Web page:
I’ve been working on some small textile pieces that are part of the series of works called Gifts from the Pavement. These compliment the paper based prints that formed the original exhibition. They are made in the same way, building up layers of rust print, collagraph print (both using found objects from the Saltaire streets) and stitch, but this time on silk.
These ones have just gone off to the framers and I have a little stack to work on through the holidays.
I’ve been working quietly away at my exhibition for Saltaire Arts Trail. This time next week the event will be in full swing and the ‘village’ of Saltaire will be buzzing with people of all ages, inspired energy and a plethora of different art experiences for visitors to sample. One of these will be my exhibition Gifts from the Pavement, in one of two pop-up galleries on Victoria Road.
I posted a while ago about finding my ‘gifts’, the result of a kind of ‘beach-combing’ or pavement combing. Farley & Roberts (see post on Edgelands) refer to this kind of collecting of objects: “This is not beachcombing, but edgecombing” (p154). Saltaire, a World Heritage Site, can’t really be classed as an edgeland; it’s far too loved and looked after. However, the discarded or ignored details that I’ve explored here are generally over-looked, so there is an edgelands quality to them.
My collection of ‘combed’ textures, marks and shapes found on the streets of Saltaire has been transformed into a series of long prints or sections of a path, which will form the main part of the exhibition. As with other recent print-based work these are built up from various layers of different print techniques and texture: There are rust prints from found metal objects; collagraph prints, some made with found items and some from paper but inspired by the textures and patterns found on the street (drain covers, worked stone etc.); mono-prints using some of the natural items I found (leaves and seed heads); screen prints featuring scraps of found text; hand stitch adding a further layer of texture to the surface and finally a layer of subtle texture, almost like a rubbing, that makes the surface even more pavement-like. There are areas of intense activity as well as quieter sections. This reflects the ‘activity’ on the streets: some stretches were rich in points of interest, others much ‘cleaner’.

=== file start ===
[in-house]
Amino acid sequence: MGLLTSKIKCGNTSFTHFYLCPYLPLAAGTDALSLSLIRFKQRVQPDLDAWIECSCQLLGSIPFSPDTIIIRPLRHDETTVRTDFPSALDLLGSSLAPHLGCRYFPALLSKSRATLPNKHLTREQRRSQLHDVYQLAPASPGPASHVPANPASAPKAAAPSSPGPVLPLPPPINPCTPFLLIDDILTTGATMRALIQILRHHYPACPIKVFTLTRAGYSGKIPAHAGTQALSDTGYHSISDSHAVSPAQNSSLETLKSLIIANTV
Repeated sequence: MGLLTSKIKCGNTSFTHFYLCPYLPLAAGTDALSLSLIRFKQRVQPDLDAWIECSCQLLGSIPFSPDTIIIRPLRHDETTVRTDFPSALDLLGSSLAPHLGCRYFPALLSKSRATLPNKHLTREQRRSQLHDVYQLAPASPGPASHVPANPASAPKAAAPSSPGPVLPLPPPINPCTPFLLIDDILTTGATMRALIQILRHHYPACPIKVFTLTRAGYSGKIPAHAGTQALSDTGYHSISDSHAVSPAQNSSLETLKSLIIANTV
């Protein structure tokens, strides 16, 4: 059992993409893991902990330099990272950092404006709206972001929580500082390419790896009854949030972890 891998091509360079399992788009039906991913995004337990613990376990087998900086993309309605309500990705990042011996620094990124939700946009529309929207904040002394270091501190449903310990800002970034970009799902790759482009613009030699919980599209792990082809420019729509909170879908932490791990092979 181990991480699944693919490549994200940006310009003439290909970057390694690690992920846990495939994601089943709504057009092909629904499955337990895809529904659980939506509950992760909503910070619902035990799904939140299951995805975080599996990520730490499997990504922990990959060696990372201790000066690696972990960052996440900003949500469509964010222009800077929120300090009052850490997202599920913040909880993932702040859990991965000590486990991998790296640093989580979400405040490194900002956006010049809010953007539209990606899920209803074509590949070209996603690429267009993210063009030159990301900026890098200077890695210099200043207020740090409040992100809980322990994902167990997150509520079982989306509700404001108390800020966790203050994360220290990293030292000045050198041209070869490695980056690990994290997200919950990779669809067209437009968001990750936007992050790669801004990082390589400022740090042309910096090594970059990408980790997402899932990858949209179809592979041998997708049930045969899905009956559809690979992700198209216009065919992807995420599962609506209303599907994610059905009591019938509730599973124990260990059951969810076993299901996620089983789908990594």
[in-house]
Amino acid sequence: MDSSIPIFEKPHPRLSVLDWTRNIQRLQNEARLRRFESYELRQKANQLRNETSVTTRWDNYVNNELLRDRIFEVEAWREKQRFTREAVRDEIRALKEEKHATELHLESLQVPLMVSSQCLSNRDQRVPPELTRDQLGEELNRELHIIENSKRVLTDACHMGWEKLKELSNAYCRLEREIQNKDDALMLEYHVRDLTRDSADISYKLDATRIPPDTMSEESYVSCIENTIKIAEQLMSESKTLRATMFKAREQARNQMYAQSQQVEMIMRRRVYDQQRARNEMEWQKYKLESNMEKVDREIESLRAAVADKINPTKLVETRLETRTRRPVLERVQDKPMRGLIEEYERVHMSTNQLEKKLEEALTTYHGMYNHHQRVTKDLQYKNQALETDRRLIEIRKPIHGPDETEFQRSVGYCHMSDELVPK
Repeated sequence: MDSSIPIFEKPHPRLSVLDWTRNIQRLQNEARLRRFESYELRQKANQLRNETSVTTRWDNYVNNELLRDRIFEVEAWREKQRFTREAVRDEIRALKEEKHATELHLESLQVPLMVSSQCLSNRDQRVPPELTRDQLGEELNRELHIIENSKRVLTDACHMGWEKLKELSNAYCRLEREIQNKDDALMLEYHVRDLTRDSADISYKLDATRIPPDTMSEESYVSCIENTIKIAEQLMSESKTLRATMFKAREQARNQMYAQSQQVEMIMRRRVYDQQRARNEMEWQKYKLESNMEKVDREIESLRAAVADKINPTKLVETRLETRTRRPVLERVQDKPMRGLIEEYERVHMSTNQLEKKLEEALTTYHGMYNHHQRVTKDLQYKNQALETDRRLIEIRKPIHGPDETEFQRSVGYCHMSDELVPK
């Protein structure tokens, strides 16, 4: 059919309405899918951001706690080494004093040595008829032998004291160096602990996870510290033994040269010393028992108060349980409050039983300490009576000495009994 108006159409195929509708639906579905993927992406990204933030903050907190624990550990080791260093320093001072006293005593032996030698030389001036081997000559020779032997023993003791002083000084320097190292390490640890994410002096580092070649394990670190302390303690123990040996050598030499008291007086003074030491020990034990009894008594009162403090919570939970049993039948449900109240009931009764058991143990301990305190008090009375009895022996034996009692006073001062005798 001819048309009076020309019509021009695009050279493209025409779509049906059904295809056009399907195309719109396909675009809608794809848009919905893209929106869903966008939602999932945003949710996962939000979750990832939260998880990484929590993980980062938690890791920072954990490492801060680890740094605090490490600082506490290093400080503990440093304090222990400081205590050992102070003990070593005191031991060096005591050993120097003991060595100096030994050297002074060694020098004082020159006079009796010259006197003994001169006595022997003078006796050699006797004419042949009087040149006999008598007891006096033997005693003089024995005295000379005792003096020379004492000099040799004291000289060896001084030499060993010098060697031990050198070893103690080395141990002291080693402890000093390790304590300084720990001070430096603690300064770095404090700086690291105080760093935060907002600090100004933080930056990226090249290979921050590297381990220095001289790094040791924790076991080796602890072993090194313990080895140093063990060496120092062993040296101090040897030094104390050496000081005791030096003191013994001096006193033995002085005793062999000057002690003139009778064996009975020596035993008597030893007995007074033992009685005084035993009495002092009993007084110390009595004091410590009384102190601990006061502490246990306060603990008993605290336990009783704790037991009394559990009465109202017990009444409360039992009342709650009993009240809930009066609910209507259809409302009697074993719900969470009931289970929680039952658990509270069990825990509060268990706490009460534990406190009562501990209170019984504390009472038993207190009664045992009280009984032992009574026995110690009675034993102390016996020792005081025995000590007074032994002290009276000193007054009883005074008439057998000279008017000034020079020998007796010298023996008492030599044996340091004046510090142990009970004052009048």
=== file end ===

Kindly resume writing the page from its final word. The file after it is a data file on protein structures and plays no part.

In the run-up to the Arts Trail the Saltaire Tourist Information Centre has some ‘Pavement Pieces’ prints (like little fragments of the main ones) and cards. I still don’t know exactly how the long prints will actually come together in the exhibition space until I get in there later in the week. This is slightly nerve-racking but exciting too. The book I’ve published to go with the exhibition is due for delivery on Monday and until I see it in print I won’t know if it really has worked how I hoped. Although the work is all made there are unknowns and challenges for the week ahead.
I took the opportunity to have some time by the sea, both at Bridlington and a little further up the coast at Filey. Despite the persistent cold weather we’re having there was some beautiful sunshine and it was quite a wrench to tear myself away from the beach. There were all sorts of intriguing marks in the bright white stones, some almost like stitches.
This interesting exhibition opens at the weekend with a preview on Friday evening. Artlink is a centre for community arts in Hull and has an exciting programme of exhibitions and workshops. All the artists showing work in Re-Present use found objects in different ways.
I have a series of prints (incorporating rust and collagraphs) in the exhibition that I’ve called Beach Ghosts and which, you guessed it, feature items found on the beach.
‘No painting is possible without poetry’
Po Kin Yi (9th C)
Eyes in the feet
Pocketed, brought home,
Shaped under tea’s chemistry
Left on paper sketchbook thin
Enough to register on both sides
Where the roller has marked,
Capriciously, a backdrop
Always different, pavement grey,
Mottled, complex as storm clouds
on a winter sky. Then, the stitch.
Marks of a bird’s foot
On the footpath’s mud,
We crouched close to view
In the last light of this fading year
My book is a record of things picked up in the streets around my home on everyday short walks during autumn and winter: on the way to the post office or back from school. The things I’ve picked up are insignificant: a rusty washer, a few leaves, a beer bottle top… They have come together with the help of the chemistry of tea to make marks on the pages of the book. I’ve then used rollers and ink to build up more marks and texture and finally there are stitches added in response to the other marks.
This morning I finished my book and now I can post it off to the Brooklyn Art Library for it to join all the other books from around the world. Eventually my book will be available online to view digitally, but for now here are a few peeks at the detail: